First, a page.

Once again this extraordinary achievement packed out a major London venue in November 2016. It keeps happening. Whenever this marvel of cinema rears its head, audiences around the world turn up and watch—for over five hours.
What they see is not a complete story of Napoleon. Gance never got the chance to go the whole way and realise his vision of maybe five more equally long films. They do see a Napoleon though, who is many things, but not an ethical leader. Even in his early days ordering school chums around to organise their triumphant snowball battle, he is despotic and entirely uncompromising.
As an adult this turns into a leadership with ultimately terrible human consequences. Yet the man continues to fascinate, rather more than say Hitler, whose evil intent was unrelentingly evil.
Early in the film, Napoleon extolls the benefits of a united Europe, free of borders where people move around freely and differences are not settled by wars. The Royal Festival Hall audience in November broke into spontaneous cheers when that particular intertitle hit the screen.
The revolutionary French government tasked Napoleon with taking the revolution beyond the country’s borders. It was seen as the only way to ensure the long-term survival of the revolution’s message of liberty, equality, fraternity. This was ethics as a political commitment.
Though Gance never made his full length Napoleon movie this surviving one shows a domineering character, who remains isolated for long periods. At one critical moment when asked for a military opinion he responds grandly:
“Either I command or nothing”
Maybe with hindsight “nothing” might have been a better response.
The desire for a “strong business leader” permanently distorts what it means to lead a major enterprise. Soft alternatives, such as being a “Servant leader” gain little traction against the persistent demand for the leader as saviour. Someone who rises above normal constraints to perhaps produce extraordinary results.
Yet when such a leader does surface, their message is not always universally accepted. Gandhi for example argued for sincerity, integrity, voice, vision, and moral values. All highly ethical and desirable.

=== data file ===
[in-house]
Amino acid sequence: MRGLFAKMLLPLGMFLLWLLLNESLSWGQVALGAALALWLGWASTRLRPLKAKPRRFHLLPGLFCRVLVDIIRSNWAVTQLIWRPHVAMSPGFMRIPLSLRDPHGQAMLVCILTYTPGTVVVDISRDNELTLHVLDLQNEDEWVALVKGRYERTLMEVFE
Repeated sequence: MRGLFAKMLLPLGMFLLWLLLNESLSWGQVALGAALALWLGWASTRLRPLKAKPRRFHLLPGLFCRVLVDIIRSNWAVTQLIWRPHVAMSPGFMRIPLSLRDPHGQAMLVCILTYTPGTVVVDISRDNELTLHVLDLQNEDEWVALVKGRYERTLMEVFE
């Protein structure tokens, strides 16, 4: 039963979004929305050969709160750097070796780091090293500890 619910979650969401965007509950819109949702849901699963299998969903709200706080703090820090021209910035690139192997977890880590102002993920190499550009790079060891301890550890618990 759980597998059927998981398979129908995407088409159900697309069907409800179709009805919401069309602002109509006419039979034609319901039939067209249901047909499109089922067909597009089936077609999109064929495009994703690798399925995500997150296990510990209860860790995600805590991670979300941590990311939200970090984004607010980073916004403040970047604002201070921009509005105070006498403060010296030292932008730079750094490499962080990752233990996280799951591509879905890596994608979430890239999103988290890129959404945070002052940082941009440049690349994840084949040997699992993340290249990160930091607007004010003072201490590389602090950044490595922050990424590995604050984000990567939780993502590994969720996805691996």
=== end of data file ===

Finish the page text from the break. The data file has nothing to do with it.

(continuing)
Yet companies in India for example, struggle with this message and fail widely to realise it in their daily practice. India remains relatively high on Transparency International’s list of the world’s most corrupt nations.
So-called ‘strong leaders’ generally disappoint. ‘Strong’ typically means an inability to accept collective decision-making, an avoidance of consensus building, and intolerance of alternative views. Despite considerable historical experience, much contemporary opinion persists in equating ‘strong’ leadership with effective leadership.
Occasionally the strong leader is transformational, as was Deng Xiaoping in China and Mandela in South Africa. They seemed to have enough ethical drive underpinning their power to convince followers they were there to do good, rather than evil.
What’s clear is there’s no reliable formula or general principles to define an effective, let alone an ethical business leader. It’s more about probabilities. Sometimes ‘strong’ leaders are mainly ethical and meet with success. More often, they suffer setbacks or create disasters.
What does all this mean for companies and their continual search for effective and ethical CEOs? Certainly the appointment of CEOs continues to be a cause for concern. Few CEO’s survive long in the top job.
For example, Fortune’s CEO data shows the 500 largest companies in the U.S. have a median tenure of just 4.9 years. Hardly long enough to get to grips with how a company culture works, let alone transform an enterprise with perhaps over 100,000 employees.
In May 2015 Cisco’s CEO John Chambers stepped down after a full 20 years at the helm. While in office, he took revenues at the company from $1.2 billion to over $47 billion with a total shareholder return of 1632%, or 15% on an annualized basis. Still, his exit triggered widespread discussion about how long a CEO’s should stay in office.